Using Monte-Carlo Simulation to play TicTacToe with Machine Players in Python

The following problem appeared in one of the mini-projects in the coursera course Principles of Computing 1 which is a part of the Specialization Fundamentals of Computing, taught by RICE university. In this article the problem is slightly modified as follows (the most part of the problem description is taken from the project description from the course itself, except the modification part):

TicTacToe (Monte Carlo)

Overview

TicTacToe is a simple children’s game played on a grid. Players alternate turns placing an “X” or an “O” on an empty grid square. The first player to get three in a row wins. If a player knows the appropriate strategy and the opponent does not, he cannot lose the game. Further, if both players understand the appropriate strategy the game will always end in a tie. An interesting variant of the game is “reverse” TicTacToe in which a player loses if he get three in arow. The game is also more interesting if it’s played on larger square grids.

In this article, a couple of machine players for TicTacToe will be implemented. Specifically, each of the machine players will use a Monte Carlo simulation to decide its next move. Although the game is played on a 3×3 grid, the implemented version should be able to handle any square grid.

Machine Player Strategy

Each of the machine players should use a Monte Carlo simulation to choose the next move from a given TicTacToe board position. The general idea is to play a collection of games with random moves starting from the position, and then use the results of these games to compute a good move. When a paritular machine player wins one of these random games, it wants to favor the squares in which it played (in hope of choosing a winning move) and avoid the squares in which the opponent played. Conversely, when it loses one of these random games, it wants to favor the squares in which the opponent played (to block its opponent) and avoid the squares in which it played. In short, squares in which the winning player played in these random games should be favored over squares in which the losing player played. Both the players in this case will be the machine players.

Here is an outline of this simulation:

  1. Start with the current board given (let’s call it board).
  2. Repeat for the desired number of trials:
    A. Set the current board to be board.
    B. Play an entire game on this board by just randomly choosing a move for each player.
    C. Score the resulting board.
    D. Add the scores to a running total across all trials.
  3. To select a move, randomly choose one of the empty squares on the board that has the maximum score.

These steps should be relatively straightforward except for step 2C, scoring the board. Scores are kept for each square on the board. The way to assign a score to a square depends on who won the game. If the game was a tie, then all squares should receive a score of 0, since that game will not help a player determine a winning strategy. If the current player (the player for which the code is currently selecting a move) won the game, each square that matches the current player should get a positive score and each square that matches the other player should get a negative score. Conversely, if the current player lost the game, each square that matches the current player should get a negative score and and each square that matches the other player should get a positive score. All empty squares should get a score of 0.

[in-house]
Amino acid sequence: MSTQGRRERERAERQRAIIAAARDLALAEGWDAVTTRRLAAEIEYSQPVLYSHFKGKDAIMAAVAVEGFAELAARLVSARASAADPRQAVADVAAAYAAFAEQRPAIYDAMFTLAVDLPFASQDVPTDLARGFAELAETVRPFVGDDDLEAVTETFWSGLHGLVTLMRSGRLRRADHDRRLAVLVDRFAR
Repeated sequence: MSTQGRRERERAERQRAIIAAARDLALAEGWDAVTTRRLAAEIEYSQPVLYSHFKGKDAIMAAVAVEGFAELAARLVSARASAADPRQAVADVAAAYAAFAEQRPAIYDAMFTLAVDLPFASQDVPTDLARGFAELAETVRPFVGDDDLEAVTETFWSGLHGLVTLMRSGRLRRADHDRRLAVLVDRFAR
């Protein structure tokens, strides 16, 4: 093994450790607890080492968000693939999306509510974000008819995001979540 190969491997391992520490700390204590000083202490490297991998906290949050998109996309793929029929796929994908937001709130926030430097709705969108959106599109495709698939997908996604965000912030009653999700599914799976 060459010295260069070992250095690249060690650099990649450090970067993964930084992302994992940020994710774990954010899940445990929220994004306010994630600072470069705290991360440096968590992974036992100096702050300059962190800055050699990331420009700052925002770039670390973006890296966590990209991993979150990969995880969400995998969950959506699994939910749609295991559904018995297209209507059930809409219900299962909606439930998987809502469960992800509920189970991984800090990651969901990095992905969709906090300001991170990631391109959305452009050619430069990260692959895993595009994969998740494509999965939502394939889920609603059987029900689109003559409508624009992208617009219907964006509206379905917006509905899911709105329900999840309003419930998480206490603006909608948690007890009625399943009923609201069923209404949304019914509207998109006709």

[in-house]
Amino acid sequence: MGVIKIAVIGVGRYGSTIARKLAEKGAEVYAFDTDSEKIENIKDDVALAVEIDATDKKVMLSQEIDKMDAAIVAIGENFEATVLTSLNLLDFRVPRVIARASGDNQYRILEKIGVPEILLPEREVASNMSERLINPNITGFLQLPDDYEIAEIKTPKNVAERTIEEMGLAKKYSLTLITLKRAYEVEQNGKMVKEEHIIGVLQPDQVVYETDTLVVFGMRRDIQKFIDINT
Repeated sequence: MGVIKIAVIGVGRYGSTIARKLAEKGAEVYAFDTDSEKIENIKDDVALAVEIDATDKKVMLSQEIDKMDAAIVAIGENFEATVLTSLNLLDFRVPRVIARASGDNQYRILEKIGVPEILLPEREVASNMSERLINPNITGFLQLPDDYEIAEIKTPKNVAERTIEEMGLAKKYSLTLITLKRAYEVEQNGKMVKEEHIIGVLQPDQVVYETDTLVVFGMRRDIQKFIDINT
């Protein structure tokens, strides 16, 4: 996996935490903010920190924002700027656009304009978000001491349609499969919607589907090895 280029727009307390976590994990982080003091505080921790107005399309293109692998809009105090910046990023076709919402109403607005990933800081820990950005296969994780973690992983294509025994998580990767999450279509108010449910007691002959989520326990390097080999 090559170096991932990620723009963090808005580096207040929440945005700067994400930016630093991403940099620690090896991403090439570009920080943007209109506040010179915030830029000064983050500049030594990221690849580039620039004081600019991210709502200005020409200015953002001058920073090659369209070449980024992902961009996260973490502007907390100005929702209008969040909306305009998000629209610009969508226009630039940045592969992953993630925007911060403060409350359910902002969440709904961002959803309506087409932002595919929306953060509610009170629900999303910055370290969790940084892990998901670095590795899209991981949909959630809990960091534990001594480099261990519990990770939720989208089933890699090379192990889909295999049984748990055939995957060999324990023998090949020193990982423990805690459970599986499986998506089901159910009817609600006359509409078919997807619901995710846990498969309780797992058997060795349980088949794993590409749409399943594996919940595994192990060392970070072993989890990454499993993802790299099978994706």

Note that it’s needed to select a final move from the total scores across all trials. So, in step 2D, all the scores from 2C are added to the running total of all scores. Higher scores indicate squares that are more likely to be played by the current player in winning games and lower scores indicate squares that are more likely to be played in losing games.

Results

The following animations show how each of the machine players learns to play the game just by using Monte-Carlo Simulation with 10 trials (a small number of trials) at every state of the board, the scores shown at the right bottom of each grid square are used by each of the players at their corresponding turns, to choose its next move (the brighter cells represent better moves for the current player, as per the simulation results). Three different games are shown with 3 possible results.

Xwins_10.gif

OWins_10.gif
The following game results in a tie.
Draw_10.gif
As it’s intuitively clear, there is a trade-off between the learning accuracy (learn as many configurations as possible, so that it never loses, in turn none of the opponent machine players should lose, so every game should end in a tie in the perfect case) vs. learning efficiency (time to learn).

Ideally a machine player should play a large number of random games starting from the current state of the board to be more confident about the winning moves it needs to take, but it needs to use more and more trials for Monte-Carlo Simulation, which will increase its response time and the overall time to finish the game.

For each of the following different number of MC trials (from low = 5 to high = 5000), 100 different TicTacToe games are played in between the 2 machine players. The results obtained are shown below, they show the trade-off clearly. As the number of trials in Monte-Carlo Simulation increases,

  1. Number of ties increases.
  2. Total time to finish a game increases on average.

With a large number of trials, as large as 5000 each step, all the 100 games end in ties (both the machine players know enough from their experiences in the simulation, so they are highly likely not to lose ever), but it needs total time ~ 3-4 seconds on average to play each game.

 

nt5.png

nt10.png

nt25.png

nt50.png

nt100.png

nt200.png

nt500.png

nt1000.png

nt5000.png

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